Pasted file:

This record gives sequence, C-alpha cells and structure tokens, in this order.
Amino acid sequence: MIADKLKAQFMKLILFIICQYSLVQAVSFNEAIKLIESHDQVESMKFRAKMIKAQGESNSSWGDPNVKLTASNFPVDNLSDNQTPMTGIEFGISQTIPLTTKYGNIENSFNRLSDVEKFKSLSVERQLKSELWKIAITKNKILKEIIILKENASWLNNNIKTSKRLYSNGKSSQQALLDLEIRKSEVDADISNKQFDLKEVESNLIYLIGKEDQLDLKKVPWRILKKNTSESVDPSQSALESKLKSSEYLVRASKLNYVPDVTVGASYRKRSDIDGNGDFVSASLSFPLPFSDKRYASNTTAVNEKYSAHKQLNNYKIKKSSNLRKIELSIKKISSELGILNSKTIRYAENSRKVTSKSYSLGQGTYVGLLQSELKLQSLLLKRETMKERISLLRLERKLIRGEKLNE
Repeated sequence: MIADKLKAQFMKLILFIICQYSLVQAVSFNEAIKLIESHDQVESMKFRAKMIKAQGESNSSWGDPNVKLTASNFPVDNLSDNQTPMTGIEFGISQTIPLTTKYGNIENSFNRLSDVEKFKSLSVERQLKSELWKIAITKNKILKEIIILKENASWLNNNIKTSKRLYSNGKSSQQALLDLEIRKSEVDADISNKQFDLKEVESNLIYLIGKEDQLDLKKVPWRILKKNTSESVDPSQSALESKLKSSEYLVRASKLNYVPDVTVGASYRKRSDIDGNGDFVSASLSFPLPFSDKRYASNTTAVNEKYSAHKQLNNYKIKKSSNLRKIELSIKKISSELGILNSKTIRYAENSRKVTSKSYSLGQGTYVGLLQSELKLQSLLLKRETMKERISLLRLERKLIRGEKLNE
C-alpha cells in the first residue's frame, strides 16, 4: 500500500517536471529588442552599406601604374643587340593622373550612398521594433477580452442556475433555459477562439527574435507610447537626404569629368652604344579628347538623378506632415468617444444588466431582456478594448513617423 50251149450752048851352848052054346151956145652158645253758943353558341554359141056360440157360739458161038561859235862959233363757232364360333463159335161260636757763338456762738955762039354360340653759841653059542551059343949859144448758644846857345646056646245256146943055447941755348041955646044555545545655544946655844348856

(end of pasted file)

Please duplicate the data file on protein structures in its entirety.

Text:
This record gives sequence, C-alpha cells and structure tokens, in this order.
Amino acid sequence: MIADKLKAQFMKLILFIICQYSLVQAVSFNEAIKLIESHDQVESMKFRAKMIKAQGESNSSWGDPNVKLTASNFPVDNLSDNQTPMTGIEFGISQTIPLTTKYGNIENSFNRLSDVEKFKSLSVERQLKSELWKIAITKNKILKEIIILKENASWLNNNIKTSKRLYSNGKSSQQALLDLEIRKSEVDADISNKQFDLKEVESNLIYLIGKEDQLDLKKVPWRILKKNTSESVDPSQSALESKLKSSEYLVRASKLNYVPDVTVGASYRKRSDIDGNGDFVSASLSFPLPFSDKRYASNTTAVNEKYSAHKQLNNYKIKKSSNLRKIELSIKKISSELGILNSKTIRYAENSRKVTSKSYSLGQGTYVGLLQSELKLQSLLLKRETMKERISLLRLERKLIRGEKLNE
Repeated sequence: MIADKLKAQFMKLILFIICQYSLVQAVSFNEAIKLIESHDQVESMKFRAKMIKAQGESNSSWGDPNVKLTASNFPVDNLSDNQTPMTGIEFGISQTIPLTTKYGNIENSFNRLSDVEKFKSLSVERQLKSELWKIAITKNKILKEIIILKENASWLNNNIKTSKRLYSNGKSSQQALLDLEIRKSEVDADISNKQFDLKEVESNLIYLIGKEDQLDLKKVPWRILKKNTSESVDPSQSALESKLKSSEYLVRASKLNYVPDVTVGASYRKRSDIDGNGDFVSASLSFPLPFSDKRYASNTTAVNEKYSAHKQLNNYKIKKSSNLRKIELSIKKISSELGILNSKTIRYAENSRKVTSKSYSLGQGTYVGLLQSELKLQSLLLKRETMKERISLLRLERKLIRGEKLNE
C-alpha cells in the first residue's frame, strides 16, 4: 500500500517536471529588442552599406601604374643587340593622373550612398521594433477580452442556475433555459477562439527574435507610447537626404569629368652604344579628347538623378506632415468617444444588466431582456478594448513617423 50251149450752048851352848052054346151956145652158645253758943353558341554359141056360440157360739458161038561859235862959233363757232364360333463159335161260636757763338456762738955762039354360340653759841653059542551059343949859144448758644846857345646056646245256146943055447941755348041955646044555545545655544946655844348856